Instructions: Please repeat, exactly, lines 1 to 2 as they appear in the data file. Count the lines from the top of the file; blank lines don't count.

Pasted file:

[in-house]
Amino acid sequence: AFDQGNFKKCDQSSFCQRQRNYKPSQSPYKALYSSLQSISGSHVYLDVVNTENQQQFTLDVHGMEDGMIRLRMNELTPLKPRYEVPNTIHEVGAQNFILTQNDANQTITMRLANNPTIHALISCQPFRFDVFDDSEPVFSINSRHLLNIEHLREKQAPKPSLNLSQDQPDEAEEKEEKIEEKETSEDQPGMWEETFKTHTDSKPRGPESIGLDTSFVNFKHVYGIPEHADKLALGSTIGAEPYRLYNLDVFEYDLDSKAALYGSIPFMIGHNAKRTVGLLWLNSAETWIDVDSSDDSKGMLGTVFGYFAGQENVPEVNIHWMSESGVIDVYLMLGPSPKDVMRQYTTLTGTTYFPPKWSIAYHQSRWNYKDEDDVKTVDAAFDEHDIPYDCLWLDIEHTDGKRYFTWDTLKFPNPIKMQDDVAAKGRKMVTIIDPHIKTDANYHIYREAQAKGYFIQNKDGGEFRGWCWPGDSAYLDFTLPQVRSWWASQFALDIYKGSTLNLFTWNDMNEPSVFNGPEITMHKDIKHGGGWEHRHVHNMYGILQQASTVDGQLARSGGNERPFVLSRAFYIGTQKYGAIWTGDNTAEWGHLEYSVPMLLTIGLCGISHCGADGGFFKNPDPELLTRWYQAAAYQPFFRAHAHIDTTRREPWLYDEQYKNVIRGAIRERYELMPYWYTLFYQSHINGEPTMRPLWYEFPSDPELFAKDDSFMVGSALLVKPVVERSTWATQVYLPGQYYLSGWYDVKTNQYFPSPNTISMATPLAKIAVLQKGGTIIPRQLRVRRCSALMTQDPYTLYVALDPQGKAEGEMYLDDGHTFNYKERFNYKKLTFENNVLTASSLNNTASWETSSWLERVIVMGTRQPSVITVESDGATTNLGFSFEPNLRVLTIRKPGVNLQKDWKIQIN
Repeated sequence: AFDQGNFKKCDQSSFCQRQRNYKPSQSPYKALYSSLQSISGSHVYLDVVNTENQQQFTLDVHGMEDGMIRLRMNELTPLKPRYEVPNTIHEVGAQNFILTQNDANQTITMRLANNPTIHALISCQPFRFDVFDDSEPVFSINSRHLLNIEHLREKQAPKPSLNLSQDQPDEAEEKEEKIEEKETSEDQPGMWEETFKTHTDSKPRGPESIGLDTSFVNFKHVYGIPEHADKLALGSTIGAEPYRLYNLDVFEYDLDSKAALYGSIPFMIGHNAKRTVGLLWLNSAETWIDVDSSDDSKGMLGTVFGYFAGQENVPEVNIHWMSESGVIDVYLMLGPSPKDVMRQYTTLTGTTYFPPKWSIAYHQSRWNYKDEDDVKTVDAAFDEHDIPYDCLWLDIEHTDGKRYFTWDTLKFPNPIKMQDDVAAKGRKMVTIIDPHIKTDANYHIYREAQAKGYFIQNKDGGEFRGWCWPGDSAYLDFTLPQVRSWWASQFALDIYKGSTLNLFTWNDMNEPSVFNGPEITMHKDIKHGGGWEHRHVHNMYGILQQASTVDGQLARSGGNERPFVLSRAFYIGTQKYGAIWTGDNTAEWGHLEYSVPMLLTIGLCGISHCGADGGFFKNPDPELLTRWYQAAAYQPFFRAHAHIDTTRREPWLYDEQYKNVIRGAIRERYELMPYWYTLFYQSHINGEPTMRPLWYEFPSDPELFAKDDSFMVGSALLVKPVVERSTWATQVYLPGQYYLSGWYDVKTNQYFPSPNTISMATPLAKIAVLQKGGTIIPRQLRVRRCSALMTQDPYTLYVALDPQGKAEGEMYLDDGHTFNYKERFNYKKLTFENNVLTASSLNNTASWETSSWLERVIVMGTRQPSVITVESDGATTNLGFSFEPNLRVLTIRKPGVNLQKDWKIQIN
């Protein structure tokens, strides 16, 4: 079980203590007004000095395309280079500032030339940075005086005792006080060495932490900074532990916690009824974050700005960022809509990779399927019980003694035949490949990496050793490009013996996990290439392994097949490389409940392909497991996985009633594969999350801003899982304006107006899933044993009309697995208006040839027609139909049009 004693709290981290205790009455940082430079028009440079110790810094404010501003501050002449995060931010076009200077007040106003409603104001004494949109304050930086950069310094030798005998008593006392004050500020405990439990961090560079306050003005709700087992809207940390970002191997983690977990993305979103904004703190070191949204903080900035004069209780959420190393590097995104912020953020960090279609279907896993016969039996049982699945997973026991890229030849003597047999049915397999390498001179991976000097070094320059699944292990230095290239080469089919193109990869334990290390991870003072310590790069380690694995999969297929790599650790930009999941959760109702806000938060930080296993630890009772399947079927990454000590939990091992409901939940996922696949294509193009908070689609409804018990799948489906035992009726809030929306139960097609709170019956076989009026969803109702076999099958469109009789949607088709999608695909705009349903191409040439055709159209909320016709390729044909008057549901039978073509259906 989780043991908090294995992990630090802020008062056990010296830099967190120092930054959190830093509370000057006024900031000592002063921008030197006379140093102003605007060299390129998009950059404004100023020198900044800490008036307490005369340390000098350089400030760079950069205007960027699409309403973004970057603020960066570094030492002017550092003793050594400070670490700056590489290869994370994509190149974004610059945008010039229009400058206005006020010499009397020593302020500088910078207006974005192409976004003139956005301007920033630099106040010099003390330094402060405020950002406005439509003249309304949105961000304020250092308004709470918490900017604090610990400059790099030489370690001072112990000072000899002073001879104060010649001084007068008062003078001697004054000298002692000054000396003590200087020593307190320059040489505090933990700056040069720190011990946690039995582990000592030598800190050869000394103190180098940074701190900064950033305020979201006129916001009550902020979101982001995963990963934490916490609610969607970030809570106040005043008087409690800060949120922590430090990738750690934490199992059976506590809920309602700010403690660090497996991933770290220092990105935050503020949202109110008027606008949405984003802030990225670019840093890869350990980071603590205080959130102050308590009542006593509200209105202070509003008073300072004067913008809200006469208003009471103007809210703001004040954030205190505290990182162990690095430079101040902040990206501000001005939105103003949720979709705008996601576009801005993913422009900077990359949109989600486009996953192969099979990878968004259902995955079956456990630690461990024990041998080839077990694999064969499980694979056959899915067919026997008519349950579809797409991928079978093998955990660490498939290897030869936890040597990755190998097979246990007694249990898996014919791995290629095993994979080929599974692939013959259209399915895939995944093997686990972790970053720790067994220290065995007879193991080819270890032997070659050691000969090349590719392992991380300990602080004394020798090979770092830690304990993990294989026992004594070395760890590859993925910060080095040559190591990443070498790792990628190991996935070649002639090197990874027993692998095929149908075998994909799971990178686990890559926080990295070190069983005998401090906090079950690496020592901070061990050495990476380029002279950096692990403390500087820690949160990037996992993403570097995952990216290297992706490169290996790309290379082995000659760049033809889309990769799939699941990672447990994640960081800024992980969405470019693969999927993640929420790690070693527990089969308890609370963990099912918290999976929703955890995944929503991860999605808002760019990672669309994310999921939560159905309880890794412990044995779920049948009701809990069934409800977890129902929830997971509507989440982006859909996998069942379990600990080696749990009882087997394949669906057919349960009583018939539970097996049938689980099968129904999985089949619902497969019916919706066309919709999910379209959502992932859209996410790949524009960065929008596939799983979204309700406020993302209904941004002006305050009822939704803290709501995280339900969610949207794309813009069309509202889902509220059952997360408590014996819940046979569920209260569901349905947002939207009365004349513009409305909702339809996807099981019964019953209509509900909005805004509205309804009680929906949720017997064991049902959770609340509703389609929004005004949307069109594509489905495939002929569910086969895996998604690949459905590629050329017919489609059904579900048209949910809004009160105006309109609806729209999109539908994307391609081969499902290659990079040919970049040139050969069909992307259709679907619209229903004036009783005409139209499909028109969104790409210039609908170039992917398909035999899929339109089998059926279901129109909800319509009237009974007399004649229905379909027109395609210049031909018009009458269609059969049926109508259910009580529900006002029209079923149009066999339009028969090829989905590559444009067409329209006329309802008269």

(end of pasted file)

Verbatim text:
[in-house]
Amino acid sequence: AFDQGNFKKCDQSSFCQRQRNYKPSQSPYKALYSSLQSISGSHVYLDVVNTENQQQFTLDVHGMEDGMIRLRMNELTPLKPRYEVPNTIHEVGAQNFILTQNDANQTITMRLANNPTIHALISCQPFRFDVFDDSEPVFSINSRHLLNIEHLREKQAPKPSLNLSQDQPDEAEEKEEKIEEKETSEDQPGMWEETFKTHTDSKPRGPESIGLDTSFVNFKHVYGIPEHADKLALGSTIGAEPYRLYNLDVFEYDLDSKAALYGSIPFMIGHNAKRTVGLLWLNSAETWIDVDSSDDSKGMLGTVFGYFAGQENVPEVNIHWMSESGVIDVYLMLGPSPKDVMRQYTTLTGTTYFPPKWSIAYHQSRWNYKDEDDVKTVDAAFDEHDIPYDCLWLDIEHTDGKRYFTWDTLKFPNPIKMQDDVAAKGRKMVTIIDPHIKTDANYHIYREAQAKGYFIQNKDGGEFRGWCWPGDSAYLDFTLPQVRSWWASQFALDIYKGSTLNLFTWNDMNEPSVFNGPEITMHKDIKHGGGWEHRHVHNMYGILQQASTVDGQLARSGGNERPFVLSRAFYIGTQKYGAIWTGDNTAEWGHLEYSVPMLLTIGLCGISHCGADGGFFKNPDPELLTRWYQAAAYQPFFRAHAHIDTTRREPWLYDEQYKNVIRGAIRERYELMPYWYTLFYQSHINGEPTMRPLWYEFPSDPELFAKDDSFMVGSALLVKPVVERSTWATQVYLPGQYYLSGWYDVKTNQYFPSPNTISMATPLAKIAVLQKGGTIIPRQLRVRRCSALMTQDPYTLYVALDPQGKAEGEMYLDDGHTFNYKERFNYKKLTFENNVLTASSLNNTASWETSSWLERVIVMGTRQPSVITVESDGATTNLGFSFEPNLRVLTIRKPGVNLQKDWKIQIN